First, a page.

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Duffbert's Random Musings is a blog where I talk about whatever happens to be running through my head at any given moment... I'm Thomas Duff, and you can find out more about me here...

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Alternatives to Microsoft, and Giuliani's book "Leadership"...

Category Book Reviews


Informationweek reports in an article titled
Companies Weigh Microsoft Alternatives that Gartner is finding that governments are encouraging more government departments and companies to seek alternatives to Microsoft software.  This move is more pronounced in non-US companies, as there doesn't seem to be quite the concern over the reliance on Microsoft.  Linux is seen as the likely option for groups seeking to break out of the Windows-based operating systems.  Looks like I need to start becoming familiar with Linux...

And I FINALLY finished up Rudolph Giuliani's book
Leadership.  I decided to read the book after hearing him speak at the Lotusphere opening session.  He's a very dynamic speaker who faced some incredible challenges leading the city through the 9/11 terror attacks.  The book is interesting in that it gives you some insight as to what he faced during that period.  I tend to be somewhat skeptical of these types of "leadership" books in that I wonder how many of the decisions were based on predefined principles vs. how many stories are molded to fit a picture of the person as a leader.  Reglardless, there are some good principles to pull from the book.  A little side note...  During the LS speech, Giuliani mentioned how much IBM had contributed to the recovery effort.  I wondered (being the cynic that I am) if that was the part of the speech where he inserts the name of whatever company is sponsoring the speech.  But in the book, he specifically mentions how IBM contributed many of the computers that were used as part of the command center....  That makes me feel better...  :-)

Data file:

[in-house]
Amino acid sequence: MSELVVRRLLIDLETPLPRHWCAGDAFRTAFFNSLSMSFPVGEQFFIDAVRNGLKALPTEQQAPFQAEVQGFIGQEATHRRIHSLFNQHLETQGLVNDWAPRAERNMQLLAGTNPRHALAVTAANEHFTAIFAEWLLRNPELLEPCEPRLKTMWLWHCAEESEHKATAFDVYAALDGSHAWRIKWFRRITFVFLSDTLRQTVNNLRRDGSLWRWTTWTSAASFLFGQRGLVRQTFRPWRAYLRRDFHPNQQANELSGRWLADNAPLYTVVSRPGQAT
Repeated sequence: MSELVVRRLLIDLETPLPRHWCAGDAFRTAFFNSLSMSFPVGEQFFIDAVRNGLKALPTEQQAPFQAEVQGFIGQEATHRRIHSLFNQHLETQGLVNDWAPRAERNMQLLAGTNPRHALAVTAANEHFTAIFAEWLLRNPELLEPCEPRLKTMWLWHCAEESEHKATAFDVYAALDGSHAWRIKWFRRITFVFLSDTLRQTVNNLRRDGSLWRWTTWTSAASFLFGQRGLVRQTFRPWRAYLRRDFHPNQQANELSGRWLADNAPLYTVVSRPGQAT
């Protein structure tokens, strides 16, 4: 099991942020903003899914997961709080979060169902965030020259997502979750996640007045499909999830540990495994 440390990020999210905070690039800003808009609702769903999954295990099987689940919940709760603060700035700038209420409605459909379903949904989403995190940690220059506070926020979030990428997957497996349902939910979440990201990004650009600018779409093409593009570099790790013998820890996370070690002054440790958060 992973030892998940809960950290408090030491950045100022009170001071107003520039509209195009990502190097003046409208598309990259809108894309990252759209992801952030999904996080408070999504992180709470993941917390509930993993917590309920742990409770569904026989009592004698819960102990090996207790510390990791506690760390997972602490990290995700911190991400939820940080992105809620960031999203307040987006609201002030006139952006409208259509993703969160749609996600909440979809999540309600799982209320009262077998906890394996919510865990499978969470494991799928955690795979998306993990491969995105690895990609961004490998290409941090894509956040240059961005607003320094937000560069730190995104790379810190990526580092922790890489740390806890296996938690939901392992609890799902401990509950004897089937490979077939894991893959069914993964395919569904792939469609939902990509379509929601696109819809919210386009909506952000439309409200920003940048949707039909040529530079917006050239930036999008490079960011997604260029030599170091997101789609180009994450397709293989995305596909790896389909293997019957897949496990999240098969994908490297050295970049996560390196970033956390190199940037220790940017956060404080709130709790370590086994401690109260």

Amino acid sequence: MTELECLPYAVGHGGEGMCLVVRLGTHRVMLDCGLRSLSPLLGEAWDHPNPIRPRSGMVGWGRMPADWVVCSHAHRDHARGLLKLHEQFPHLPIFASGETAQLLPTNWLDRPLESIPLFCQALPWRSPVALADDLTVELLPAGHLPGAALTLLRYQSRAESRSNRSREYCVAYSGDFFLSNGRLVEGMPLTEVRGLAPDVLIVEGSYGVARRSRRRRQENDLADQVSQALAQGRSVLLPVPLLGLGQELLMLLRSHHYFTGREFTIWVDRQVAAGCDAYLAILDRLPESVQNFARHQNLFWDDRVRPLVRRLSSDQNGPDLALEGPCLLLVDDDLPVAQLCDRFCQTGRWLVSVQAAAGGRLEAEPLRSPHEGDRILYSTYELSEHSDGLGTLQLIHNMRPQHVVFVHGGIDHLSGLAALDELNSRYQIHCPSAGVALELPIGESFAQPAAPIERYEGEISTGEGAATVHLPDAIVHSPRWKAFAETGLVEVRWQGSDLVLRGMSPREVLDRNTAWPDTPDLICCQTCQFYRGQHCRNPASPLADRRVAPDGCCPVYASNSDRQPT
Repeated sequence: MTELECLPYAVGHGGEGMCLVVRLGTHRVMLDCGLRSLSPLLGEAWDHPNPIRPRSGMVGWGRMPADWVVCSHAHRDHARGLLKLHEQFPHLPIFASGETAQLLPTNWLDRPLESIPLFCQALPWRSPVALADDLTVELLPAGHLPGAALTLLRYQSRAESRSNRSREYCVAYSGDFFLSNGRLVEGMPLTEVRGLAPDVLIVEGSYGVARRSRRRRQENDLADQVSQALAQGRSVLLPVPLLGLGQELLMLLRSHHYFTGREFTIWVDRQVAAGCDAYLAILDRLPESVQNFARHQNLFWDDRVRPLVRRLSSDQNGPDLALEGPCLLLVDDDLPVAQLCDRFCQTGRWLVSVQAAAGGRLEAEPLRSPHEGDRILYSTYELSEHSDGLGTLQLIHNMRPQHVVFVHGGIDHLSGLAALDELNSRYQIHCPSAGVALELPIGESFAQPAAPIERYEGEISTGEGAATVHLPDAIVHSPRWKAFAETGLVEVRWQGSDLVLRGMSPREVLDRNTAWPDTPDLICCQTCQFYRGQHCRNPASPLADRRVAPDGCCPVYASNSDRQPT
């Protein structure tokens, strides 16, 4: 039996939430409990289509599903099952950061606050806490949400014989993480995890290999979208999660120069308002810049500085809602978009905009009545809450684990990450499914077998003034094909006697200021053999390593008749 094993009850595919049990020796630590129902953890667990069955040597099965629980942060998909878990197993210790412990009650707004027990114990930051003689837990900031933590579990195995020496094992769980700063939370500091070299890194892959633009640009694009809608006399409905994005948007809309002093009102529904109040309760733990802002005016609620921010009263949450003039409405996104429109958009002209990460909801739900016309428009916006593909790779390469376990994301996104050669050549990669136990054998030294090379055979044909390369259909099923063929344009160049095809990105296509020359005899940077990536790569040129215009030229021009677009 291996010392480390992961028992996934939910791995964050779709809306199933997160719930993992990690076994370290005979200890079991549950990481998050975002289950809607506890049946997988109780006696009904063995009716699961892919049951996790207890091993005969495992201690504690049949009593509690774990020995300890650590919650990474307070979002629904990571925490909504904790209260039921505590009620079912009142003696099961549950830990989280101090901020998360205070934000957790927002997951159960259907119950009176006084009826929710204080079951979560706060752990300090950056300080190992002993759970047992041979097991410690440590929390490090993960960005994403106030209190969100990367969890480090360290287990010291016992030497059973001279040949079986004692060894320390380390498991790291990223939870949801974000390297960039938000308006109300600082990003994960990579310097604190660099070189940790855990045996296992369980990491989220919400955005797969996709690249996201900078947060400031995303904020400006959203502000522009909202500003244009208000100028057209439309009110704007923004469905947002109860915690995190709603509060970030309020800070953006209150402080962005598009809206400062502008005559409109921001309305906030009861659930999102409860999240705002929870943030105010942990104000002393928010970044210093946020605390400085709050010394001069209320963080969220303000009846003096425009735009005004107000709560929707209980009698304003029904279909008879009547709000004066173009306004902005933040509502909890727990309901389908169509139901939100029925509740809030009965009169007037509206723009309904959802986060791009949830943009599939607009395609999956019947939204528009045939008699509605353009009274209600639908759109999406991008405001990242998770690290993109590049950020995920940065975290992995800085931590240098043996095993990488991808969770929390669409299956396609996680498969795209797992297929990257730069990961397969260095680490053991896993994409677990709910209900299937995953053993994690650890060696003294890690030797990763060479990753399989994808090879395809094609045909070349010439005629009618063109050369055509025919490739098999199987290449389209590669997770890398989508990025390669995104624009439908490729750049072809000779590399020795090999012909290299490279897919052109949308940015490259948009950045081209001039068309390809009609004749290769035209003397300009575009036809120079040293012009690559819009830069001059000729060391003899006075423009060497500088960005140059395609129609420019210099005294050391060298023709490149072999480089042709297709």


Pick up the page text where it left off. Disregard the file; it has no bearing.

Comments

Gravatar Image1 - Interesting... I don't remember ever specifically hearing that, but it's great news. Thanks for sharing.

Gravatar Image2 - Actually, IBM did more than just give computers. They built a major system (using Notes and Domino, as well as Sametime) for administering the relief funds to families that were in need. The system basically hooked together all of the offices/options for funding (money for apartments, food, etc, all came from different organizations), so that once you applied for one kind of help, that person could check off all the other kinds of help you needed and it would route around, etc... Chris Pepin, who has written for us and spoke at our Vail conference last year, was part of the team that built it... (and I've used it as a RAD example in some of my Disaster Recovery sessions...)

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